Anyway, English electronic dance music aside, it looks like fat was considered a good thing not so long ago; it’s not anymore. Or is it?

The Defamation of Fat

Poor fat. How did it go from being considered the best part of anything, to something to be avoided. Low-fat remains to be one of the most coveted labels in food marketing (it’s authority is now being strongly challenged by the new kid on the block: gluten-free).

In the 1960’s, the Seven Countries Study conducted by Ansel Keys was published. Keys Ancel-Keysclaimed to find that fat was responsible for heart disease. Everybody loves a bandwagon to jump on—especially when it comes to diet and eating—so we peeps went with that.

Stunning really, that the world was so very fast to jump into the low-fat high-carb sink hole. I guess that people were seeing the incidence of  heart disease increase, and they were scared about that, so being told that they could avoid cardiac arrest by doing this one thing was a bit of a relief. Plus, it meant that the whole “do more exercise” theory might not apply. Seemed like a win-win to some: eat less fat, don’t worry about the exercise part, and avoid heart disease. Simple. 

Sometimes it’s easier to avoid a type of food completely than it is to eat it in moderation—food is a bit like reality TV in that sense. So for a lot of people, being told “don’t eat this thing because it is bad for you,” is more manageable than, “eat this thing in moderation. “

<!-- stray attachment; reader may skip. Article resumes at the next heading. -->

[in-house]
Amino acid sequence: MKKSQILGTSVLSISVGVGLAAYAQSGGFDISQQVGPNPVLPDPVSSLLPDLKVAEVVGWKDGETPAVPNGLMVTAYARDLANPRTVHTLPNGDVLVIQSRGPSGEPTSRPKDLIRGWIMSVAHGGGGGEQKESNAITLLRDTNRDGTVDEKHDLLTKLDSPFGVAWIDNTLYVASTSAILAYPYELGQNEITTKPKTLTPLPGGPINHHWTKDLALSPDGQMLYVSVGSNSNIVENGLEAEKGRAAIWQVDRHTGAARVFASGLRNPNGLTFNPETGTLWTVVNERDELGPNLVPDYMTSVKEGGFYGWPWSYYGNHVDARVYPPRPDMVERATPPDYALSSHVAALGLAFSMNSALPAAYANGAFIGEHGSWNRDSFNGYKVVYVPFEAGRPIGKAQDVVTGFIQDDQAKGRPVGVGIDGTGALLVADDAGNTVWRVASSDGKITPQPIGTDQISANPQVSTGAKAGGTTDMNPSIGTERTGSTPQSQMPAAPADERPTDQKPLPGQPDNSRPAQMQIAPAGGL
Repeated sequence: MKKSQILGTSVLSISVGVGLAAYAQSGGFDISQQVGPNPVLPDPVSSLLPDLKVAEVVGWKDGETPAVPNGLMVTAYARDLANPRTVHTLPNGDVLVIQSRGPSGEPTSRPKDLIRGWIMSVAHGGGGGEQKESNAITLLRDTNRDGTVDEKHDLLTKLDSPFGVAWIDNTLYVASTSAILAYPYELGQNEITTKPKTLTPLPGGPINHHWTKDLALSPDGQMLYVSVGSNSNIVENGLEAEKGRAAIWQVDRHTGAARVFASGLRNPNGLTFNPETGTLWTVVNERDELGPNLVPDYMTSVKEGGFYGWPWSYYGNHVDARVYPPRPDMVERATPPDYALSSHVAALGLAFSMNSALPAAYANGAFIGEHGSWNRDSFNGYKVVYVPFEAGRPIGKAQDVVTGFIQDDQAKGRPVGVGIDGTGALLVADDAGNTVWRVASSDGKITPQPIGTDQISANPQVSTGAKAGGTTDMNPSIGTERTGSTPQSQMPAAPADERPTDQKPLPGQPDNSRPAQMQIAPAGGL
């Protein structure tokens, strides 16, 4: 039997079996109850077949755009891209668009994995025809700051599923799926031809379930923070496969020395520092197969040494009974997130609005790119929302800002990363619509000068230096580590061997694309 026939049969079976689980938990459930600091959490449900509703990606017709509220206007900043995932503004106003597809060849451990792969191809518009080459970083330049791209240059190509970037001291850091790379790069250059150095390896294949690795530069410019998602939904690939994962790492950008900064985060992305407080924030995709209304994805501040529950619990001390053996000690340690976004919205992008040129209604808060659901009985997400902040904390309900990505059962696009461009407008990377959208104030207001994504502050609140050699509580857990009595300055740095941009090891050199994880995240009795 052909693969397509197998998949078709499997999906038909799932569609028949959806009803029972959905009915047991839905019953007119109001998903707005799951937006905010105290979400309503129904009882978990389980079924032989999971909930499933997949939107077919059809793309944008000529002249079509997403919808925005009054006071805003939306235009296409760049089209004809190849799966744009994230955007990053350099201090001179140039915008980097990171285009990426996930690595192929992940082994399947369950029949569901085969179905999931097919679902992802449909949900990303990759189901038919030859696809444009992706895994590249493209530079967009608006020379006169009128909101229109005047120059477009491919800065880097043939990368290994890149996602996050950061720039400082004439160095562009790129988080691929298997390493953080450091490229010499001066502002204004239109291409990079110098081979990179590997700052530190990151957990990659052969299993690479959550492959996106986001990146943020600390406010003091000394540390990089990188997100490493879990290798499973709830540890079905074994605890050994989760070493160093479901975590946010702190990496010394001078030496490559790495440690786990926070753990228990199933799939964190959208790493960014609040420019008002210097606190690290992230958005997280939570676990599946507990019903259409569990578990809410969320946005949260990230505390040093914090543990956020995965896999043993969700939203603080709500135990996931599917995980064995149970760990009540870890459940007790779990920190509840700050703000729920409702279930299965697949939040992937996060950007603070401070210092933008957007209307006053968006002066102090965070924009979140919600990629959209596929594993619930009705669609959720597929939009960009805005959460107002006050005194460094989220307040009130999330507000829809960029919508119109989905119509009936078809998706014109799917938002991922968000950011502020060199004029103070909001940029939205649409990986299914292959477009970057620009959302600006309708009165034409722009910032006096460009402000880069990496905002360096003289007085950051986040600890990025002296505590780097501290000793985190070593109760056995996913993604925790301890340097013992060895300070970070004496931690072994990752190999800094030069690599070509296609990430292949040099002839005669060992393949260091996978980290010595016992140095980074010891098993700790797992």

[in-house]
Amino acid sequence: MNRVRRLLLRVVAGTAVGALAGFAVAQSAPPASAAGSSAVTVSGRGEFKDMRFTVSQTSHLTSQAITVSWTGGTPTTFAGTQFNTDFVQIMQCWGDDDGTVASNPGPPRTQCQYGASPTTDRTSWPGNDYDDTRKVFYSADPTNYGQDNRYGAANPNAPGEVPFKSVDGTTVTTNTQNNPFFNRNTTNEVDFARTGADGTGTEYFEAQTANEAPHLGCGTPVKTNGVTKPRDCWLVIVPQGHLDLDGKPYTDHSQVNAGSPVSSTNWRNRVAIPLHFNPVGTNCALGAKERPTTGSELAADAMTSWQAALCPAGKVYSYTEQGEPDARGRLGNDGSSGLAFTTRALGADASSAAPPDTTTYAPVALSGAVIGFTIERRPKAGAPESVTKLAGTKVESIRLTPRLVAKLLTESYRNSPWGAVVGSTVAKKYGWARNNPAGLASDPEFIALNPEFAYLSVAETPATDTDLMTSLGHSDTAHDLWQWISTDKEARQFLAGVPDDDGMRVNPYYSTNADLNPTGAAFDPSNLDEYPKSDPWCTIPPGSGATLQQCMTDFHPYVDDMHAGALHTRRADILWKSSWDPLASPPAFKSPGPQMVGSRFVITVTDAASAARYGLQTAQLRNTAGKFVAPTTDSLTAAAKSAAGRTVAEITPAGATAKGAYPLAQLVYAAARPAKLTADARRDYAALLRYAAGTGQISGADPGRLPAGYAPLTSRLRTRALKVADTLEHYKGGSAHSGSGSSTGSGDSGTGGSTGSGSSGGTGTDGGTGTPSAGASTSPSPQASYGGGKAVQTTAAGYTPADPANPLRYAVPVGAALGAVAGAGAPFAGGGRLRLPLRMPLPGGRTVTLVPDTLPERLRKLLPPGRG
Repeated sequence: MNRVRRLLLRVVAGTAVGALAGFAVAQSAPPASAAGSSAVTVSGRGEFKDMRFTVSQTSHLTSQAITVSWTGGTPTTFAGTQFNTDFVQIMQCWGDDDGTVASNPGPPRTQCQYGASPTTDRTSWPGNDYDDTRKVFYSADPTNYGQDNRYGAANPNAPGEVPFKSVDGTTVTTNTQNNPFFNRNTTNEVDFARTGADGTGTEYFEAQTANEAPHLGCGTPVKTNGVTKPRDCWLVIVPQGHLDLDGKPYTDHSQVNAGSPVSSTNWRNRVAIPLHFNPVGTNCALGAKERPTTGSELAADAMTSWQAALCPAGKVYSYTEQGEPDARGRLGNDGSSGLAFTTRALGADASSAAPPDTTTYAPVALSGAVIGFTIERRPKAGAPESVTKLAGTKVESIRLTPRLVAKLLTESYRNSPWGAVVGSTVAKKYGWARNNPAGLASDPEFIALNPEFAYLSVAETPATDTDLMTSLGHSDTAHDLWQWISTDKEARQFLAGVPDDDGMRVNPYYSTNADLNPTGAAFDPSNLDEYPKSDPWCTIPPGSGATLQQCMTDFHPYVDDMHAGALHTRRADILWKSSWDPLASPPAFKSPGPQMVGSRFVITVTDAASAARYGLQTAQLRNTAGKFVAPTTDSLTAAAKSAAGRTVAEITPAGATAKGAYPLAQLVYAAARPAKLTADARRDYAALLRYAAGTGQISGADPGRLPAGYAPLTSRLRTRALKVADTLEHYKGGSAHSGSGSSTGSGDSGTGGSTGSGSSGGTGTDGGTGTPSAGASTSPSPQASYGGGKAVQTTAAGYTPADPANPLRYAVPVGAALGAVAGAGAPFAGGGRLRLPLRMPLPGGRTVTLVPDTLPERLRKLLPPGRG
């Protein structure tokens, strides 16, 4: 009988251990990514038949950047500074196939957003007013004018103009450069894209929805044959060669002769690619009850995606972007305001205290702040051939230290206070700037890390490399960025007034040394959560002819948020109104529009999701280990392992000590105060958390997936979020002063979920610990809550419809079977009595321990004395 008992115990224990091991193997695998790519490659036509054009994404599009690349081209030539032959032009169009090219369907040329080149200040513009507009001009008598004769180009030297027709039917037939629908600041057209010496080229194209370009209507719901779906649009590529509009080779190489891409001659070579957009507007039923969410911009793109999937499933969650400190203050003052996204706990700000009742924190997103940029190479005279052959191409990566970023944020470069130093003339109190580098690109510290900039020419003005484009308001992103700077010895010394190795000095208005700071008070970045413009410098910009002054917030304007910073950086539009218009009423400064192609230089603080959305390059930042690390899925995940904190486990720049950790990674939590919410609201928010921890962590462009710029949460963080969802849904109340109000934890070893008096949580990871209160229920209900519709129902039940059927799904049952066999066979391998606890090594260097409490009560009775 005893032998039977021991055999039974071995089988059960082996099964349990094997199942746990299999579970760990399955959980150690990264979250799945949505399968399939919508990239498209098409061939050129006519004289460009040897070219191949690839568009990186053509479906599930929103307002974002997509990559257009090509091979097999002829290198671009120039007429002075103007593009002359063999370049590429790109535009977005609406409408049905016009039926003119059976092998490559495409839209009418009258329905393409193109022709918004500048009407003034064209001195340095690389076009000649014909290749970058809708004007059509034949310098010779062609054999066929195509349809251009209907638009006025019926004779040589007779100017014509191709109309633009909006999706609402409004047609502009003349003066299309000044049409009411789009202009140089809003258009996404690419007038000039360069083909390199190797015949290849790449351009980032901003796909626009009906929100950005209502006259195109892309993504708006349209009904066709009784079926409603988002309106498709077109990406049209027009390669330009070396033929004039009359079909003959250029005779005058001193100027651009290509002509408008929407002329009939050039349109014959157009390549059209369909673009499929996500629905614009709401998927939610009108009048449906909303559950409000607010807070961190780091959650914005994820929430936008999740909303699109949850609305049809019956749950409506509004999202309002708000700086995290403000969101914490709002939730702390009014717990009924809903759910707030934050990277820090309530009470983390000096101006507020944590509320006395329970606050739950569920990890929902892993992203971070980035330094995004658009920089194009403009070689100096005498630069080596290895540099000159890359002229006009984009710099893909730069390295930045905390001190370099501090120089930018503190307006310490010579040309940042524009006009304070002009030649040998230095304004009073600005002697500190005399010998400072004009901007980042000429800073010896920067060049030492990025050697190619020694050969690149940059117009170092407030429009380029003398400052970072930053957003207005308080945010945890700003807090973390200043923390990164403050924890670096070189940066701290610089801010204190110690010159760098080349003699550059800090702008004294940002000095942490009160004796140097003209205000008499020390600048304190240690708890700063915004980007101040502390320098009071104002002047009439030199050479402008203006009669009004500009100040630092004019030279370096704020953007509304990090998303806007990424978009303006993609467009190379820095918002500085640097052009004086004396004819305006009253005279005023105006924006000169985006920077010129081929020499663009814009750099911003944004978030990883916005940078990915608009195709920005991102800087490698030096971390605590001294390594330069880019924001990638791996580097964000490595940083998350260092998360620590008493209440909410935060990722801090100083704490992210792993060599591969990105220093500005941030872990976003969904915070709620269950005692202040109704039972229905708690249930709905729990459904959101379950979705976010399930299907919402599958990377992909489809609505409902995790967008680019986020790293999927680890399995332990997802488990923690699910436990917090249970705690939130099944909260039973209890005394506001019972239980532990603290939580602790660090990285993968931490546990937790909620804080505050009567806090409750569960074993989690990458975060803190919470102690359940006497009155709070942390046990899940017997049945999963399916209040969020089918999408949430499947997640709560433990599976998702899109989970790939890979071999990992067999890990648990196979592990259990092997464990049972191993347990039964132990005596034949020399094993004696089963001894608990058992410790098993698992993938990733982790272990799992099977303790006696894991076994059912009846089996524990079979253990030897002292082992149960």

I am not a Kardashians fan, but the producers of that show have got it down. It is almost impossible to start watching that drivel and not get sucked into the ridiculousness of who is doing what to whom. Foods can be a bit like that, and when people are unable to moderate their consumption, they often find abstinence easier.

Governments and health officials began to make low fat recommendations for a healthy lifestyle, after all, it made sense that fat was to blame for fat. I know I believed that for a very long time. 

It is only in the last few years that science has recognized that the Seven Countries Study was fundamentally flawed. Due to the recommendations that Keys made in his study, in the last 30 years Americans have lowered their fat consumption by 10 percent. Conversely though, obesity has doubled!

The emerging opinion is that we were utterly wrong when we labelled fat the bad guy.

Nutritional Studies Showing Low-fat is Bad News